Running the Show: Top Ten Most Powerful Women in TV

These ladies are the brains behind some of our fave shows.


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Hitting TV Gold - Women have been running both the daytime and primetime television circuites for some time now and they're showing no signs of slowing down. While some, like the New York Times, seem to associate Black female dominance with the "angry black woman" syndrome, these women prove that this ridiculous notion is nothing but a silly presumption.(Photos from Left: PNP / WENN, Frederick M. Brown/Getty Images)


2 / 11

Shonda Rhimes - Her massive hit Grey's Anatomy made her primetime's only female showrunner, and with Private Practice, Scandal, and the new Viola Davis-led How to Get Away With Murder, this mother-of-two is one of TV's most bankable talents.  (Photo: Nikki Nelson/


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Queen Latifah - This leading lady has exercised her talents as an actress in Living Single, executive producer in VH1's Single Ladies and BET's Let's Stay Together, and now talk show host with The Queen Latifah Show, which has just begun its full fledged second season. (Photo: JLN Photography/


4 / 11

Suzanne de Passe - From a humble start as Berry Gordy's assistant, de Passe rode the Motown wave and became the force behind some of the best Black television of the past few decades. Sister, Sister, Showtime at the Apollo and On Our Own are just some of the hit shows with her name on them. (Photo: Frazer Harrison/Getty Images)


5 / 11

Wendy Williams - Radio has Howard Stern, primetime has Simon Cowell, but daytime audiences looking for a straight-talking, pull-no-punches voice tune in by the millions to Wendy. The shock jock-ette, who executive produces her daily talk show, is known for her bold opinions and the occasional celeb spat. The people love her so much that the season six premiere of her blockbuster talk show beat the likes of Ellen, and Kelly and Michael for the top spot during premiere week. (Photo: Andy Kropa/Getty Images)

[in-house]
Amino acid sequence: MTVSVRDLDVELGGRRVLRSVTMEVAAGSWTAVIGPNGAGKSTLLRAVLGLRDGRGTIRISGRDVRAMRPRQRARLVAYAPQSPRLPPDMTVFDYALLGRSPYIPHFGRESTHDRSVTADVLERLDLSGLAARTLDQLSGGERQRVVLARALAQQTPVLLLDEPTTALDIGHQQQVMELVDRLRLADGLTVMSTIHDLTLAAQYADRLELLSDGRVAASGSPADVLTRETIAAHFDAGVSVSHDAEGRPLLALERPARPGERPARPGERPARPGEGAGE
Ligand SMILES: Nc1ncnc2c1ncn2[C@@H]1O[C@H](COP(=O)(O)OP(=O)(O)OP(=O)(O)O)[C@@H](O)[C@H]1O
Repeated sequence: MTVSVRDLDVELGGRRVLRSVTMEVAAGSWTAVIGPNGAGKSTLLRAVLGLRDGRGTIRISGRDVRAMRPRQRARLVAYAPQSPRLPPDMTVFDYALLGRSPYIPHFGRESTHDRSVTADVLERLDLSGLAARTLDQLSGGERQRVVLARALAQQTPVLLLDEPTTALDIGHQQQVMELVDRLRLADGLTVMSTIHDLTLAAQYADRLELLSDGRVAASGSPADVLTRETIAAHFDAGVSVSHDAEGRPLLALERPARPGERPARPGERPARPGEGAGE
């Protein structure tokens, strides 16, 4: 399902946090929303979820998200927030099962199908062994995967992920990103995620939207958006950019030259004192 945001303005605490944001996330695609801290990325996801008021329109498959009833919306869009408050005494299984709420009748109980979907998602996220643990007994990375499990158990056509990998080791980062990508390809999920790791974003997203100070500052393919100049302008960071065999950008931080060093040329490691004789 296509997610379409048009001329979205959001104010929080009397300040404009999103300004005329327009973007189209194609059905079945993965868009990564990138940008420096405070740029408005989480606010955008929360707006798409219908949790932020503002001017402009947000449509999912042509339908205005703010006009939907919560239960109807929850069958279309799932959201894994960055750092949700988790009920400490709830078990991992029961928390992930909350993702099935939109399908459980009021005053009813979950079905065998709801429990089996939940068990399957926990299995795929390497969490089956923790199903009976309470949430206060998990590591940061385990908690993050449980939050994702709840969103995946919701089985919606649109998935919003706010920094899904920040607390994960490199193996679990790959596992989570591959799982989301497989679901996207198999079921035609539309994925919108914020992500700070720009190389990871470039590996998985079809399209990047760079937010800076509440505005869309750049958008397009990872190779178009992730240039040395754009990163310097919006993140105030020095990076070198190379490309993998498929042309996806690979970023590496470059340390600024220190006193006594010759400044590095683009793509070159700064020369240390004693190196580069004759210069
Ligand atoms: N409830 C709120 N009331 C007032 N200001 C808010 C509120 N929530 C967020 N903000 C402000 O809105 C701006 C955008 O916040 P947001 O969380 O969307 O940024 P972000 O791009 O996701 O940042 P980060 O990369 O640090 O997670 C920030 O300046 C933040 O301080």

6 / 11

Tracey Edmonds - She has arm-candy good looks but Edmonds is a force to be reckoned with in the business world. The producer, CEO and manager has conquered television (along with film and music) with College Hill and Lil' Kim: Countdown to Lockdown, and even delved into the world of film, producing 2011's hit romantic comedy Jumping the Broom. (Photo: Fernando Leon/Getty Images)


7 / 11

Shaunie O'Neal - It isn't just the girls in front of the camera that are having fun on TV. Some of the biggest power players on the small screen are Black women. Shaunie O'Neal went from Shaq's arm candy to reality maven with the Basketball Wives franchise. But did she create a monster?  (Photo: CPA,

Tyra Banks - July 31, 2013 ? We're learning how to smize on 106. Tyra Banks is set to hit 106 & Park and give us the runway training of our lives.You don't want to miss this top model show us her runway walk and what's new! Tonight at 6P/5C.

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Tyra Banks - Don't mistake Miss Tyra for just another pretty — uh, drop dead gorgeous — face. The former supermodel reinvented herself as business mogul with America's Next Top Model, the highly-addictive competition series that has run for an astounding 21 cycles on the CW. Not content with just one monster hit, Banks also launched her own daily talk show in 2005 which ran for five years. She's currently in the works of returning to daytime TV with a new talk show of a different style. We're waiting, Tyra!  (Photo: Astrid Stawiarz/Getty Images)


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Mara Brock Akil - After cutting her teeth as a staff writer on Moesha and The Jamie Foxx Show, Akil graduated to creating her own show Girlfriends, the success of which lead to a spin-off, The Game, and a flourishing film career. Most recently, the Akil brand grew even greater with the introduction of the BET original series Being Mary Jane, starring Gabrielle Union. (Photo: Leon/PictureGroup)


10 / 11

Oprah Winfrey - There's no way to overstate the impact Winfrey has had on television. From local newscaster to the richest woman in the world, whose influence can make or break companies, clean up reputations and sway elections. On New Year's Day 2011, Winfrey took the huge leap from daytime to network boss, creating OWN, the Oprah Winfrey Network. Though OWN struggled to stay afloat in the beginning, it's now become a ratings beast with impressive orignal programming like Oprah's Next Chapter and The Haves and the Have Nots. (Photo: Hall/Pena,


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Debra L. Lee - When BET founder Robert Johnson stepped down in 2006, he left his baby in the talented hands of Lee. The South Carolina native spent 19 years with the network, in various positions, before taking over as Chairman and CEO, and is the force behind many of the most beloved shows on the air today. Making the ultimate boss move, Lee expanded the network even further in 2009, creating CENTRIC, and recently revamped it as the first network specifically made for African-American women. (Photo: Dimitrios Kambouris/Getty Images)